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Exercises by Bodypart for Women

8 Variations of Staple Exercises to Switch up Your Workouts

If you like these staple exercises, you'll love their variations!

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Sometimes, the best thing you can do for your workout routine is, surprisingly, be less… routine. Hear us out: Variety is the spice of life, but also the key to keeping your muscles guessing when it comes to your workout regimen. Not only is it boring to do the same movements over and over, it’s also more likely to get you stuck on a fitness plateau.

If your workouts are getting a little stale, challenge yourself by switching to these variations of common go-to exercises. Jaclyn Cordiero has two variations for each of the following four staple movements.

If you like Lateral Raises, try….

Kneeling Lateral Raise

If you’re prone to swinging on your sets, you might consider performing lateral raises from a kneeling position. Not only will the kneeling lateral raise help prevent any unwanted “body English,” but it also gives strong tactile feedback — you’ll notice quickly if you’re trying to force the weights up with motion from the hips.

Leaning Lateral Raise

Performing lateral raises while leaning increases the distance that your arm needs to travel, and a longer range of motion means more muscle building tension. By tilting the torso towards the side of the working arm, the movement becomes more difficult at the top of the range of motion due to the adjustment in leverage. Leaning lateral raises should be done slowly and controlled to maximize your time under tension.

If you like Deadlifts, try…

Sumo Deadlift

Using an extra-wide stance switches the primary muscles used. The lower back doesn’t work as hard, and the hips, hamstrings and quads pick up the slack. It’s a great way to improve mobility — a benefit not often associated with heavy lifts.

Dumbbell Deadlift

You won’t build max strength or get huge just by using dumbbells. But the dumbbell deadlift is a great variation for learning the exercise. You can also perform it for high reps during conditioning circuits or finishers to build endurance in the muscles on the backside of your body.

If you like Triceps Pushdowns, try…

Single-Arm Cable Pushdown

The single-arm cable pushdown is a unilateral variation of the straight-bar pushdown. As physique or strength develops, breaking isolation exercises up into unilateral variations can increase the exercise’s challenge and benefits. And by working just one side of your body at a time, you’re also doubling your overall rep count for more work. This may not seem like a significant deal, but those extra reps add up workout to workout and can result in a fair number of extra calories burned.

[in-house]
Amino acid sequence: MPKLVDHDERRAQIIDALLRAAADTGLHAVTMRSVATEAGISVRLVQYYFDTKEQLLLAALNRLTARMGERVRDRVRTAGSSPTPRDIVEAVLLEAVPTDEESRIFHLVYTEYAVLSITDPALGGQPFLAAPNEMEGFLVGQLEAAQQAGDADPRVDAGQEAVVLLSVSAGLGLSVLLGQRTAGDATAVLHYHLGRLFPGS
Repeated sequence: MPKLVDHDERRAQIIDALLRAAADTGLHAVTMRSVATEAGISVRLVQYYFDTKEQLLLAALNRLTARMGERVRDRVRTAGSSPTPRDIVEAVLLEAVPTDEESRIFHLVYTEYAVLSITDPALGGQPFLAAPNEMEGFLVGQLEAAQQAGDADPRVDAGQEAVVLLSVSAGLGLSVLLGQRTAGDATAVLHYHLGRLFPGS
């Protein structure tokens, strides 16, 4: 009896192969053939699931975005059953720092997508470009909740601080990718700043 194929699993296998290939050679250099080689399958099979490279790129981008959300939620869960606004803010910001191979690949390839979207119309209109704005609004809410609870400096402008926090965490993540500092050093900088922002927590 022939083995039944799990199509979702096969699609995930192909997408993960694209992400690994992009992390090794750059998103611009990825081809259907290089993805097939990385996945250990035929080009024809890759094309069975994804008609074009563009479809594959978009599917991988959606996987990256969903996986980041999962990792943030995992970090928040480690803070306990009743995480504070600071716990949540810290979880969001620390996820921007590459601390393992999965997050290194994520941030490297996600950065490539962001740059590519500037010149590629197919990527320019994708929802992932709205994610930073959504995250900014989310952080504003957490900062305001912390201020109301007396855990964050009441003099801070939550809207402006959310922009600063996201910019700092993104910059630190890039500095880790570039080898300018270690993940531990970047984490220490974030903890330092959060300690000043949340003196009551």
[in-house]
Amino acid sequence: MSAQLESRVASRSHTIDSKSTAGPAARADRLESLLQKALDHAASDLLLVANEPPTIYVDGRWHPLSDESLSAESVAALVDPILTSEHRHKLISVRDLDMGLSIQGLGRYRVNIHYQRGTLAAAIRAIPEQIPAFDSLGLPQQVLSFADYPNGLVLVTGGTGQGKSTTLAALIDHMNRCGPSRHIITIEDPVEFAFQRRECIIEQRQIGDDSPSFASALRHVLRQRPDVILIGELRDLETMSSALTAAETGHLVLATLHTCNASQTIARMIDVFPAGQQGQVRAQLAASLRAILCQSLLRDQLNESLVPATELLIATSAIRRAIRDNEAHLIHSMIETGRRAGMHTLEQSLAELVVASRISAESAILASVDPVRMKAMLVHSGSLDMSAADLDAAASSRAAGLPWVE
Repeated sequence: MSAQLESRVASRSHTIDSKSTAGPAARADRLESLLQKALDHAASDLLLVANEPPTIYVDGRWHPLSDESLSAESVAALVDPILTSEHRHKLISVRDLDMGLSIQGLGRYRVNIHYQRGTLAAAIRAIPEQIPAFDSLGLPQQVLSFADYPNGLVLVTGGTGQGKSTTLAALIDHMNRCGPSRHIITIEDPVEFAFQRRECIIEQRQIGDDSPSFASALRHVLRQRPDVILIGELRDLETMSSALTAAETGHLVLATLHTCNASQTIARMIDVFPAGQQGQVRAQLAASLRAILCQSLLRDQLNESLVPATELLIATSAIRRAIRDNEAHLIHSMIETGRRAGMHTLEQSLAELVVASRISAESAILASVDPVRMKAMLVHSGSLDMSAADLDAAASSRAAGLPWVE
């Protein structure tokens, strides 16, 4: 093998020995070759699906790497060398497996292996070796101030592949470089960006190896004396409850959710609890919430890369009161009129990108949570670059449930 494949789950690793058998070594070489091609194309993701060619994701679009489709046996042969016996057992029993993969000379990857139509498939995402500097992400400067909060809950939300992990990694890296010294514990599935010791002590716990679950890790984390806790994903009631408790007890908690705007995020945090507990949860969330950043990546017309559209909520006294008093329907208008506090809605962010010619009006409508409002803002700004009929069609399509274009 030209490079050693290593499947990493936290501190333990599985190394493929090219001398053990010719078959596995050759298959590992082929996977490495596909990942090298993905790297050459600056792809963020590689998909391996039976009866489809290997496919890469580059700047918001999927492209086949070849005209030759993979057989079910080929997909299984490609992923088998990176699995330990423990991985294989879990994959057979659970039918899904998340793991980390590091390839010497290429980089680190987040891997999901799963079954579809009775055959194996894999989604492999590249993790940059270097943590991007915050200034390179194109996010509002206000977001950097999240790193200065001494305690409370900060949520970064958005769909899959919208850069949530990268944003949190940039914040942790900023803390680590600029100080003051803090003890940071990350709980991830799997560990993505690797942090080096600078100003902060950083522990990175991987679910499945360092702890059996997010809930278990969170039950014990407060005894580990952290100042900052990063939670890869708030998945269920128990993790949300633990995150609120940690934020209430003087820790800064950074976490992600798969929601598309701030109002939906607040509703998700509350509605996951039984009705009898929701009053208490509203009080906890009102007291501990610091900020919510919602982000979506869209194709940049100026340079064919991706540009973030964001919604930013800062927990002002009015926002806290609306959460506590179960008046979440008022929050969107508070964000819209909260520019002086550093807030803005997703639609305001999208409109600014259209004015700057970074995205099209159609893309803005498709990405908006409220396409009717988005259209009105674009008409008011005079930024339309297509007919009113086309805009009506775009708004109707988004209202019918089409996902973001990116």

Straight-Bar Triceps

Using a straight bar for this variation allows you to potentially push a lot more weight than rope varieties of this lift. The range of motion stays consistent throughout the move, since the bar never shifts (unlike a rope). While there are advantages to using ropes, this variation lets you go heavy for increased hypertrophy. You can also easily switch your grip for more variation and forearm engagement.

If you like Lateral Pulldowns, try…

Wide-Grip Lat Pulldown

The classic pulldown with a wide overhand grip will emphasize your upper lats. As a result, this move will aid in building that elusive V-taper. Grasp a pulldown bar outside of shoulder width with an overhand grip. Sit on the seat with your knees secured beneath the pads and begin with your arms extended overhead and your torso erect. Leading with your elbows, pull the bar down by contracting your back muscles until it touches your upper chest, then slowly return the bar to the start position.

Wide-Grip Unilateral Lat Pulldown

The unilateral lat pulldown allows you to really focus on the back one side at a time. Grasp a pulldown bar outside of shoulder width with an overhand grip. Sit on the seat with your knees secured beneath the pads and begin with your arms extended overhead and your torso erect. Leading with your elbows, pull one side of the bar down by contracting your back muscles until it touches your upper chest, then slowly return the bar to the start position. Then proceed to pull down using the opposite side.

Pro tip: Do not fully extend your arm at the top of the movement. Instead, squeeze and hold the contracted, bottom position.